An official website of the United States government
Here's how you know
A .mil website belongs to an official U.S. Department of Defense organization in the United States.
A lock (lock ) or https:// means you’ve safely connected to the .mil website. Share sensitive information only on official, secure websites.

They stand for Zac

  • Published
  • By Brig. Gen. Mark Dillon
  • 86th Airlift Wing commander
For two days last week, four Ramstein Airmen traveled to O'Fallon, Ill. We were there to attend the funeral of our fallen wingman, Airman 1st Class Zac Cuddeback.

Before we departed Germany, we learned that back in Illinois, the community was placing several thousand large American flags along Airman Cuddeback's arrival route. Upon Zac's arrival on March 12, hundreds of patriots would stand silent on this same route.

We missed Zac's arrival by a couple of hours but later that night, as we approached the town of O'Fallon, we started seeing them -- American flags -- hundreds upon hundreds of them.

Perhaps it was because we have been living outside the United States for a while, or maybe it had been a long flight from Germany, or maybe it was a pure patriotism. Whatever the reason, as we started passing the flags our car fell silent.

For miles we passed flags on both sides of the road. And then as we entered O'Fallon, we didn't just see flags, we now noticed the billboards too. Yes every billboard -- churches, schools, and businesses -- all had a message honoring Airman Cuddeback. Dozens of them.

Needless to say, these symbols of a community's support -- American flags and billboard messages dedicated to Zac -- put a lump in my throat.

The next day the patriotism and community outpouring continued. When we drove to St. Nicholas Church for Zac's visitation and funeral we didn't need a GPS ... we just followed the American flags, hundreds and hundreds more.

Upon arrival at the church, the entire parking lot was surrounded by flag holding "Patriot Guards" standing shoulder to shoulder. Patriot Guard Riders are motorcyclists with one mission: attend the funeral services of fallen heroes, show respect and protect them from protesters.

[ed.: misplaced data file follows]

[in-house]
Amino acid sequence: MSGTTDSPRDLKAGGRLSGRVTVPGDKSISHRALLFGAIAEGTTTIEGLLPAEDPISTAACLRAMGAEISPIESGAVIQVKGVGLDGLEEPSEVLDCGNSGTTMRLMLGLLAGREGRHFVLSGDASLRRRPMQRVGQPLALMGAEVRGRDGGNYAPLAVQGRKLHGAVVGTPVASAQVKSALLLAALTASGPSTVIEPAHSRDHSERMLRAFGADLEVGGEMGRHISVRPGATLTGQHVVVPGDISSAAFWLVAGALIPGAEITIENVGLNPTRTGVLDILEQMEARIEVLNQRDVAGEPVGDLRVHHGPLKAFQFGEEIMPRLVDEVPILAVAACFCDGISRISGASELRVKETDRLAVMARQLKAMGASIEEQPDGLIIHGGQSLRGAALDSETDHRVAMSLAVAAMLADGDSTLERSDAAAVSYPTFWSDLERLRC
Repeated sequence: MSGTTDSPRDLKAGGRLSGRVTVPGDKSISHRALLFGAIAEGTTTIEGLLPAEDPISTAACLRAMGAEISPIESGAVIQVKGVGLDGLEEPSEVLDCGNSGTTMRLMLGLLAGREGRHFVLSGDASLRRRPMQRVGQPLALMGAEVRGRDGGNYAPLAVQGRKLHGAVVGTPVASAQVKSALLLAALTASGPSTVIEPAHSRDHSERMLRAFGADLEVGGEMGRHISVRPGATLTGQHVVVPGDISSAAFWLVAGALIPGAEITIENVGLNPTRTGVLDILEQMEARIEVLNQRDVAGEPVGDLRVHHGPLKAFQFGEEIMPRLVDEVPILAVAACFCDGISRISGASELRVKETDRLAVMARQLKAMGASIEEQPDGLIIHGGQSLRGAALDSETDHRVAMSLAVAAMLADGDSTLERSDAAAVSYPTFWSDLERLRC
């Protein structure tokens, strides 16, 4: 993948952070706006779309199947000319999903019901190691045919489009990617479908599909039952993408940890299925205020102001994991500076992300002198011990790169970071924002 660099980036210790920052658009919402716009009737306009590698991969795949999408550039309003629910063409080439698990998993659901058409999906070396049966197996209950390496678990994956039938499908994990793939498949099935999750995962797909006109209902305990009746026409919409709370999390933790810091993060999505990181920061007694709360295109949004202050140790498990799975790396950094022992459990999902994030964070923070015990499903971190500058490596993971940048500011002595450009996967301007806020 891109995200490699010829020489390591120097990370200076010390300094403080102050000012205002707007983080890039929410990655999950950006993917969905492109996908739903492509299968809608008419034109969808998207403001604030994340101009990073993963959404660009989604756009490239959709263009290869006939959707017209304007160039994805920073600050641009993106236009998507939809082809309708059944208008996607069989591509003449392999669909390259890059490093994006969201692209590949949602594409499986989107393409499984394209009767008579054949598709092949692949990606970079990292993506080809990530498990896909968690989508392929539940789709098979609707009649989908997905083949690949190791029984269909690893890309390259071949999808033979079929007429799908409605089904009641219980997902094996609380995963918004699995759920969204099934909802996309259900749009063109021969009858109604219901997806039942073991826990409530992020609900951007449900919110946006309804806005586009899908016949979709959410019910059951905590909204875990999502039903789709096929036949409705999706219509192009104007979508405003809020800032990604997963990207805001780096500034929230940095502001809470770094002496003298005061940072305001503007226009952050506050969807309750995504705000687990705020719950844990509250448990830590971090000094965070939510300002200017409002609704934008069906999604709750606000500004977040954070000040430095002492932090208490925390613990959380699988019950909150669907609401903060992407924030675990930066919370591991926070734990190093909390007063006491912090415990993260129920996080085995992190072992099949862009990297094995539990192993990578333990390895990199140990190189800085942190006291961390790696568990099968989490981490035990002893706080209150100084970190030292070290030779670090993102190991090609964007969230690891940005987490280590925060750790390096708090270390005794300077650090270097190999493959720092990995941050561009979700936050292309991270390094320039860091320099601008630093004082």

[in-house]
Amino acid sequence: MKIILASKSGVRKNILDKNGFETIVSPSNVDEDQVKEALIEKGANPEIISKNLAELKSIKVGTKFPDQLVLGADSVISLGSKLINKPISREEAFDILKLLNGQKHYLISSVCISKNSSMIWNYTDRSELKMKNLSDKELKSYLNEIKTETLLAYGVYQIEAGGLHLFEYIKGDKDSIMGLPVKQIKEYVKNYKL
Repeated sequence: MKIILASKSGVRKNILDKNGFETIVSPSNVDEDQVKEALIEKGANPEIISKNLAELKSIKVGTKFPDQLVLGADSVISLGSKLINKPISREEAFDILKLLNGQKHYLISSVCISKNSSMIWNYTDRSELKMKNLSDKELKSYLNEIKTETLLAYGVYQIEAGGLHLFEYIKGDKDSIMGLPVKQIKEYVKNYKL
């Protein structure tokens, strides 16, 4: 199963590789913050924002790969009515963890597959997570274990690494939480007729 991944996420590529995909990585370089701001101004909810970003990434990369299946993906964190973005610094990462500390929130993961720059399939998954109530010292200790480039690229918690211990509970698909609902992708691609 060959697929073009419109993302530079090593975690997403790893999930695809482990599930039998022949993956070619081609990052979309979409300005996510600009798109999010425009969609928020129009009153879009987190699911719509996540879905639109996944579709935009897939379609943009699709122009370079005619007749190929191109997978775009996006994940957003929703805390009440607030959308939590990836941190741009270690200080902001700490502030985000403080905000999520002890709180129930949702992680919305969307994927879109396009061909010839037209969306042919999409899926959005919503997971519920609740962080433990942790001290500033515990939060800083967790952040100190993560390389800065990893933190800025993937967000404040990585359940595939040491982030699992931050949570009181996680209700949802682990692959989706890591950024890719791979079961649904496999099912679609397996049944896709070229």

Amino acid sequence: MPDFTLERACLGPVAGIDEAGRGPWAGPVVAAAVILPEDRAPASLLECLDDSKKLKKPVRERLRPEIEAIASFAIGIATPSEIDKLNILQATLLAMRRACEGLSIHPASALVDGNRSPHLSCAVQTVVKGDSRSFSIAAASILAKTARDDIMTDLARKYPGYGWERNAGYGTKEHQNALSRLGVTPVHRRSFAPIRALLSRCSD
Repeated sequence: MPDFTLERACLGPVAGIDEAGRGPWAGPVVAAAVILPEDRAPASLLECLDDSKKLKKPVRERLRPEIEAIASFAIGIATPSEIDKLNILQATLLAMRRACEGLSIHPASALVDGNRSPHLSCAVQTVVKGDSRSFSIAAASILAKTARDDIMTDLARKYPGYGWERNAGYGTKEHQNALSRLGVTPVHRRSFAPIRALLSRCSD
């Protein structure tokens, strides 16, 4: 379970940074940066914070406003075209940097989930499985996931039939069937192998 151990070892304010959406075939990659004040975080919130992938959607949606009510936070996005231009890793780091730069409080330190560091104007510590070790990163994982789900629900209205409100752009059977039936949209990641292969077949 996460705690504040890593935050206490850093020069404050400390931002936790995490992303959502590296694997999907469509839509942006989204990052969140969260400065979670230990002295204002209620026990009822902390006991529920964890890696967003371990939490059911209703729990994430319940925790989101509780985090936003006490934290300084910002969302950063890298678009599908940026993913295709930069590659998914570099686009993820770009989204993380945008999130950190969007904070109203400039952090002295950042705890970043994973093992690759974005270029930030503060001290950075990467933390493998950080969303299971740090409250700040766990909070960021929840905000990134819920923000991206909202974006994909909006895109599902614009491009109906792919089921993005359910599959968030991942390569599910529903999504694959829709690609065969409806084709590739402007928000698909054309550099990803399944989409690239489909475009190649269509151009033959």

We got out of our car and walked to the church entrance -- more American flag holding Patriot Guards and now they were joined by Boy Scouts. All were lined up in silent vigil for Zac.

We spoke with many of the Patriot Guards. Some were locals. Many more had ridden their motorcycles 4 to 6 hours to be in O'Fallon that day. They were there hours before we arrived at the church. They stood silently guarding Airman Cuddeback and his family. And after the funeral, over 200 of them would lead Zac to his final resting place.

And then, when we thought we couldn't see any more outpouring from this community, it happened. It happened as we began our 4-mile drive to the cemetery. It happened as we drove through neighborhoods and along country roads.

It was on the drive we saw them; hundreds; no, not hundreds, but thousands. Thousands of O'Fallon citizens lining the route to honor Airman Cuddeback.

They stood silently on both sides of the road. They stood with American flags in hand. They stood holding up homemade signs. They stood saluting. They stood in their front yards. They stood next to an industrial-sized crane flying a massive American flag above the procession.

And we were there ... we saw them all: moms and dads, grandparents and kids. Some were in wheel chairs, others in strollers, but they were all there. And mixed in among them were boy and girl scouts, military, police, firefighters and store owners. Yes, thousands were there for Zac.

Although they couldn't bring him back, they did the next best thing -- they honored him. They honored his family. They honored his service. They honored his ultimate sacrifice. This small town came out in big numbers for one of their very own. Silent ... patriotic ... powerful. And we were there.

Last week four Ramstein Airmen left Germany to honor our fallen wingman, Airman Cuddeback. We return humbled. Humbled by the honor shown in one small town in America. May God Bless Airman 1st Class Zachary Ryan Cuddeback, his family and the United States of America.